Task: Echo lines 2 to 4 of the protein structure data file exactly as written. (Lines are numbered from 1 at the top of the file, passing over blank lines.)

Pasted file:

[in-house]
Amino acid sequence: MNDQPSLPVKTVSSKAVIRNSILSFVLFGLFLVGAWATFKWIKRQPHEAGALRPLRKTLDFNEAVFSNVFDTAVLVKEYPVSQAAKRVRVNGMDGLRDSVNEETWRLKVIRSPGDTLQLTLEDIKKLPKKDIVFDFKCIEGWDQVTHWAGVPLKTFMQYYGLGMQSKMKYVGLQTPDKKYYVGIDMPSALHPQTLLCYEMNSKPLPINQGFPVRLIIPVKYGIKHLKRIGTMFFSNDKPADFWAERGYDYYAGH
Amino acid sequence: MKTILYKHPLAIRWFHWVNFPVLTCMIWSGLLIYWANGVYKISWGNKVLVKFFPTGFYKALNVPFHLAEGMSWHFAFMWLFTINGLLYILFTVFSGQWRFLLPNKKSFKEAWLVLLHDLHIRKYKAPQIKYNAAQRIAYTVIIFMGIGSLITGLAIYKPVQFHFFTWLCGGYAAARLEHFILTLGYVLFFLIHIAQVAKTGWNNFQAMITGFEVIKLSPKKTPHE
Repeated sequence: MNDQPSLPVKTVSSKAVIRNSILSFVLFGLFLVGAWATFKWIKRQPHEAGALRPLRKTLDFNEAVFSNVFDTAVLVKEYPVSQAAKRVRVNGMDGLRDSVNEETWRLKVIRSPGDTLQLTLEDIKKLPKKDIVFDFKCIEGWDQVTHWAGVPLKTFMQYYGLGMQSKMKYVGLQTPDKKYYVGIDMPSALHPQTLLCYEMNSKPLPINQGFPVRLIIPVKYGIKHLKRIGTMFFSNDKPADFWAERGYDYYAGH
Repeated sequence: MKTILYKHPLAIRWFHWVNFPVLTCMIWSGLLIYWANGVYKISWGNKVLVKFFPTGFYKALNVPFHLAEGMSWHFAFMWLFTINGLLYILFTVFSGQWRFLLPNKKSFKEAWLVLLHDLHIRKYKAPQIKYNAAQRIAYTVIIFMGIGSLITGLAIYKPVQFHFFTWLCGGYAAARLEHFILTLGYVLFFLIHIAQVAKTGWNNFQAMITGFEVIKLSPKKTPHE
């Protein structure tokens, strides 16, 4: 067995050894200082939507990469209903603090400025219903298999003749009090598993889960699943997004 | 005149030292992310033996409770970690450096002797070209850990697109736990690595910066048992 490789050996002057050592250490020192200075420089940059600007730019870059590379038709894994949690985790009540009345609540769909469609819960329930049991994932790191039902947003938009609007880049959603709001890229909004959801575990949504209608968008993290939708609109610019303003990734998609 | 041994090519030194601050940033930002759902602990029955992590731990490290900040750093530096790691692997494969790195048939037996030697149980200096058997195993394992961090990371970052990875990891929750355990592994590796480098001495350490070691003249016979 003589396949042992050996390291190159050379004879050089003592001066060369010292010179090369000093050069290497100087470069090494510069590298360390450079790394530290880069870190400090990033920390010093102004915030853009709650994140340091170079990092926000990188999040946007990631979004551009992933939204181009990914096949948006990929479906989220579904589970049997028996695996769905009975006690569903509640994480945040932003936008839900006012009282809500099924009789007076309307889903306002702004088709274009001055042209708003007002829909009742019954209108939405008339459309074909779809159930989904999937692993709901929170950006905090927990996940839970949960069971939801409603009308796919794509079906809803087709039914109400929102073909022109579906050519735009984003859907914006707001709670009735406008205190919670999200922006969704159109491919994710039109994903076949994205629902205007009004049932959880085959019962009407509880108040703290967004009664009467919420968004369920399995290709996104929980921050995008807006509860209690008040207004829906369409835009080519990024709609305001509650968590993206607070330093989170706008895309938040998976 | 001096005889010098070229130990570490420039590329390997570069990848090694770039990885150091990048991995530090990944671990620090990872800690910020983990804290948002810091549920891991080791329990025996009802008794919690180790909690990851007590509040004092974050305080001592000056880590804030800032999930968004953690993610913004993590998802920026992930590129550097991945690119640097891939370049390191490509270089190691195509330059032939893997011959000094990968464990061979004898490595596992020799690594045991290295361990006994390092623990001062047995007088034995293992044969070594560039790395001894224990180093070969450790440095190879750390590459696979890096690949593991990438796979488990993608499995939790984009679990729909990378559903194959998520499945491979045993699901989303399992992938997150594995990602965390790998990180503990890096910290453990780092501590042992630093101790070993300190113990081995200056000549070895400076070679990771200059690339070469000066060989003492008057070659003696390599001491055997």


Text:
Amino acid sequence: MNDQPSLPVKTVSSKAVIRNSILSFVLFGLFLVGAWATFKWIKRQPHEAGALRPLRKTLDFNEAVFSNVFDTAVLVKEYPVSQAAKRVRVNGMDGLRDSVNEETWRLKVIRSPGDTLQLTLEDIKKLPKKDIVFDFKCIEGWDQVTHWAGVPLKTFMQYYGLGMQSKMKYVGLQTPDKKYYVGIDMPSALHPQTLLCYEMNSKPLPINQGFPVRLIIPVKYGIKHLKRIGTMFFSNDKPADFWAERGYDYYAGH
Amino acid sequence: MKTILYKHPLAIRWFHWVNFPVLTCMIWSGLLIYWANGVYKISWGNKVLVKFFPTGFYKALNVPFHLAEGMSWHFAFMWLFTINGLLYILFTVFSGQWRFLLPNKKSFKEAWLVLLHDLHIRKYKAPQIKYNAAQRIAYTVIIFMGIGSLITGLAIYKPVQFHFFTWLCGGYAAARLEHFILTLGYVLFFLIHIAQVAKTGWNNFQAMITGFEVIKLSPKKTPHE
Repeated sequence: MNDQPSLPVKTVSSKAVIRNSILSFVLFGLFLVGAWATFKWIKRQPHEAGALRPLRKTLDFNEAVFSNVFDTAVLVKEYPVSQAAKRVRVNGMDGLRDSVNEETWRLKVIRSPGDTLQLTLEDIKKLPKKDIVFDFKCIEGWDQVTHWAGVPLKTFMQYYGLGMQSKMKYVGLQTPDKKYYVGIDMPSALHPQTLLCYEMNSKPLPINQGFPVRLIIPVKYGIKHLKRIGTMFFSNDKPADFWAERGYDYYAGH